Google’s Ultra-Fast Broadband: Questions and Answers
By JR Raphael
I don’t know if you’ve heard, but Google’s adding some fiber into its diet.
Hang on, now: The G-Gang isn’t backed up, so to speak. We’re talking fiber-optics here — the stuff of high-speed Internet glory.
Google, you see, has just announced plans to build a series of uberfast broadband networks in cities across America. The Google broadband service would bring speeds up to a hundred times faster than what we currently use, the crew from Mountain View says, and it’d all be delivered directly to our homes.
Hey, these kinds of questions always come up when Google reveals big plans. But not to fear, my compadres — we’ve got some answers. Eleven of ’em, in fact. Read on.
1. What exactly will Google’s broadband network do?
Google’s broadband network will bring a faster form of Internet access to a handful of U.S. communities. Right now, it’s described as an experimental project, so it’ll reach only a small number of places to start.
2. How fast are we talking here?
Google says its fiber network will offer speeds of 1 gigabit per second.
3. What cities will get access to Google’s fiber network?
That’s yet to be determined. At the moment, Google is calling upon communities to express interest in participating in the trial. That window will remain open until March 26; Google says it’ll then go through the submissions, make some on-site visits, and ultimately announce the cities it’s selected sometime later this year.
4. How will Google decide which cities get the broadband access?
By seeing who offers up the best bribes, of course — isn’t that how this stuff works?
Ah, but I jest (let’s hope so, anyway). Google says it’ll look for areas in which its fiber networks could be installed quickly and efficiently. The company will also consider how much community support has been expressed, what kind of resources are available, how weather conditions might affect progress, and how local regulations might play into the plans.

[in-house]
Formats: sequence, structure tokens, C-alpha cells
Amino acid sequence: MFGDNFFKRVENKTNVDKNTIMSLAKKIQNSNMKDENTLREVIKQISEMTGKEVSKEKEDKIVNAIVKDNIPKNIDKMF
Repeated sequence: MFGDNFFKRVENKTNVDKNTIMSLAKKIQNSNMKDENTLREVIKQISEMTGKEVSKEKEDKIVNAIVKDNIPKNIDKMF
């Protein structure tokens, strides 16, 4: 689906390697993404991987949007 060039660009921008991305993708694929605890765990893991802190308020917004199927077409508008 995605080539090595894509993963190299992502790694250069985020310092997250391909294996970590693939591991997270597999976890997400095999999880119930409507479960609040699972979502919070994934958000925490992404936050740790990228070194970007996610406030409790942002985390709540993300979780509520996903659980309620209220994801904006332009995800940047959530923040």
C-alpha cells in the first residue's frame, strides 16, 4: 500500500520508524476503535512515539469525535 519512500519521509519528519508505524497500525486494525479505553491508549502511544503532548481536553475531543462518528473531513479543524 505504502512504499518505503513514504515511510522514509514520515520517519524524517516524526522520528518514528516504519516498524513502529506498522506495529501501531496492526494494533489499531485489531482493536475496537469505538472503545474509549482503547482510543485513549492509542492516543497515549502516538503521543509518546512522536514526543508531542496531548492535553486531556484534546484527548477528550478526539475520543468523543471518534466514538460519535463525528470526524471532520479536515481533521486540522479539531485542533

5. Can I submit my city to be considered, even if I’m not involved in government?
You’d better believe it, bucko. While Google is hoping to hear from city managers and elected officials, it’s also encouraging statements of interest from individual residents and community-oriented groups — in fact, those are the very statements that’ll help determine the aforementioned measurements of community support. Should you be so inclined, you can go to the Google Fiber for Communities site to get involved.
6. Will Google’s broadband service be free?
No free rides here. Google says its service will be provided at “a competitive price.”
7. Would I end up paying Google to get on-board, then?
Probably not directly. Like with its Android mobile phone platform, Google plans to make the broadband network “open access,” meaning numerous service providers will sign on to utilize and manage the systems. You’d be able to choose from any of those independent broadband providers.
8. So how many people will actually get this thing?
Too soon to say. Google estimates anywhere from 50,000 to 500,000 people being involved in its trial run.
9. What does Google hope to accomplish here?
Officially, Google says its goal is to “experiment with new ways to help make Internet access better and faster for everyone.” The company envisions the development of new kinds of “bandwidth-intensive killer apps” and other Web-based innovations that wouldn’t be possible with today’s comparatively turtle-like speeds.
10. Okay, but what’s Google really after?
World domination, obviously — we’ve already established that. But seriously, it’s hard to gauge what the company’s true long-term ambitions might be. Aside from the whole “making the Internet better for everyone” idea, one could speculate any number of potential business benefits for the big G.
Traditionally, Google has been pretty up-front about privacy matters and how it uses our information, so odds are, we’ll gain a clearer picture of how data will and won’t be used as the project comes closer to fruition.
11. When will Google’s fiber network actually go online?
Geez, you sure ask a lot of specific questions. No target date has been shared just yet. Google has only vaguely stated that it hopes to have the network up and running “as soon as possible.”
12. I thought you said there were only 11 questions.
Well, yes. But to be fair, this last one was more of an inquisitive statement than an actual question. Give a guy a break, eh?